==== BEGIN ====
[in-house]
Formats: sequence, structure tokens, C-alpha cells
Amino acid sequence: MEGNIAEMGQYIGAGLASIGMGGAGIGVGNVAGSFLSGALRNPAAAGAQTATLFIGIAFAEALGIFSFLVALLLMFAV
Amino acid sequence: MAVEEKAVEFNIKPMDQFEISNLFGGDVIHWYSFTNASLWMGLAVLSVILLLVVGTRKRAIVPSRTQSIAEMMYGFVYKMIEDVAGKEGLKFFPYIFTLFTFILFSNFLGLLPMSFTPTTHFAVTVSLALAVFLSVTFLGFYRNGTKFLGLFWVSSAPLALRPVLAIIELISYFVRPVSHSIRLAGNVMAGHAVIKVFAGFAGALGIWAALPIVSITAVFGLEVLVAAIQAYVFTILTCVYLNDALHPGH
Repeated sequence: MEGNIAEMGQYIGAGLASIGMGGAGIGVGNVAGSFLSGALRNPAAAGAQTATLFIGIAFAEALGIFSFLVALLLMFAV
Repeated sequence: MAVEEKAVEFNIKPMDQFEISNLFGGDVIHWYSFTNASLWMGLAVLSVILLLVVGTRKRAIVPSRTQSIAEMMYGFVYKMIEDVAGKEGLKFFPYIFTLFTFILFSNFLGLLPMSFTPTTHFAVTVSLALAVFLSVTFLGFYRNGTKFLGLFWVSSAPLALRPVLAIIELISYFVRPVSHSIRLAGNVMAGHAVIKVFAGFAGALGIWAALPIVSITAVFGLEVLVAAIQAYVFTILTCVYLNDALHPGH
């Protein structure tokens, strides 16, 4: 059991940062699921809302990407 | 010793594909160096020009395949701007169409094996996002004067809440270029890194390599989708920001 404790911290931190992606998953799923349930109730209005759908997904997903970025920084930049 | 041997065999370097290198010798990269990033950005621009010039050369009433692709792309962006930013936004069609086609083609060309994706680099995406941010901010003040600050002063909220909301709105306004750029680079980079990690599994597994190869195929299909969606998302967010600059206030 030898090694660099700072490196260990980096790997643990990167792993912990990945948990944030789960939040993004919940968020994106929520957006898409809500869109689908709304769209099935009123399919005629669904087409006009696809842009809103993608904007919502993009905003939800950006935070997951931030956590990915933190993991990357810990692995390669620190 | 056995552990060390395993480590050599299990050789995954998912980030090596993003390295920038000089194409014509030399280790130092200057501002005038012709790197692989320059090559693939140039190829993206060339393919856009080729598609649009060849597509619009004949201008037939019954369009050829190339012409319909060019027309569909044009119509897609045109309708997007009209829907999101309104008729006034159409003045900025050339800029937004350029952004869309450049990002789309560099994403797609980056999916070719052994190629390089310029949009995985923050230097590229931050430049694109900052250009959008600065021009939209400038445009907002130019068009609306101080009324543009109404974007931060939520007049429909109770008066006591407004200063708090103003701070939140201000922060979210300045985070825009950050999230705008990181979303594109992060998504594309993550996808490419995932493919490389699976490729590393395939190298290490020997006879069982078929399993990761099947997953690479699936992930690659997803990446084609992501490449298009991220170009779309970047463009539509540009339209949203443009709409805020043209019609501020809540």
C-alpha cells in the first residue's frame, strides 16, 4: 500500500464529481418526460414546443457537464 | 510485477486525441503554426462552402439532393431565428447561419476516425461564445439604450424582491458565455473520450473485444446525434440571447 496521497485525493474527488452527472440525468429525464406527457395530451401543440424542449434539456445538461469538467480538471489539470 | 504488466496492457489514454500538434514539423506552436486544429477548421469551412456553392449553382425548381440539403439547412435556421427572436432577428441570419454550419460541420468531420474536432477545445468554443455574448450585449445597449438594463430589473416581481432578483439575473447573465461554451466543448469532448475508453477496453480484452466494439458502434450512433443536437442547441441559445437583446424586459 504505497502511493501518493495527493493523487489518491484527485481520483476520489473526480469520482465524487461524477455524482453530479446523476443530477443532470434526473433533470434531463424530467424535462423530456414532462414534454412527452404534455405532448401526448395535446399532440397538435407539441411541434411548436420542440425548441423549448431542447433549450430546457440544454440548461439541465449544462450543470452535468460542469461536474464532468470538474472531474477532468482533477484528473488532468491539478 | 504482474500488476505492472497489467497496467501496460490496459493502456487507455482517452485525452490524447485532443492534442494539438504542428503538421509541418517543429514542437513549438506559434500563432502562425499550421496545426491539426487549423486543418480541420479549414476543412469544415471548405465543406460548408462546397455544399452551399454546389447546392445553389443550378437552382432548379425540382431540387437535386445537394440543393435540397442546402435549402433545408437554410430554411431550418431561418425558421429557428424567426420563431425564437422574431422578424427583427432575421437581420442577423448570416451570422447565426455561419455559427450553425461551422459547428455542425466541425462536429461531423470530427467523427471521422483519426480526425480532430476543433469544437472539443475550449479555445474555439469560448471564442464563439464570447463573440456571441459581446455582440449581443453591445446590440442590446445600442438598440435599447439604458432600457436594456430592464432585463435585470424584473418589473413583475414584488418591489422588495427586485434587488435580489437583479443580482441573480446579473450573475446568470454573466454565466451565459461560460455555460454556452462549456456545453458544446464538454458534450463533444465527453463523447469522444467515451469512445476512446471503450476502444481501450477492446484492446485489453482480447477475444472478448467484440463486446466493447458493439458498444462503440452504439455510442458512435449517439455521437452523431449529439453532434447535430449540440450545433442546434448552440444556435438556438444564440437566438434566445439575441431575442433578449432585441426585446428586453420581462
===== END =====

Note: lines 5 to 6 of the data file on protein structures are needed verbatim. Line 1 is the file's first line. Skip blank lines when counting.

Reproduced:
Repeated sequence: MEGNIAEMGQYIGAGLASIGMGGAGIGVGNVAGSFLSGALRNPAAAGAQTATLFIGIAFAEALGIFSFLVALLLMFAV
Repeated sequence: MAVEEKAVEFNIKPMDQFEISNLFGGDVIHWYSFTNASLWMGLAVLSVILLLVVGTRKRAIVPSRTQSIAEMMYGFVYKMIEDVAGKEGLKFFPYIFTLFTFILFSNFLGLLPMSFTPTTHFAVTVSLALAVFLSVTFLGFYRNGTKFLGLFWVSSAPLALRPVLAIIELISYFVRPVSHSIRLAGNVMAGHAVIKVFAGFAGALGIWAALPIVSITAVFGLEVLVAAIQAYVFTILTCVYLNDALHPGH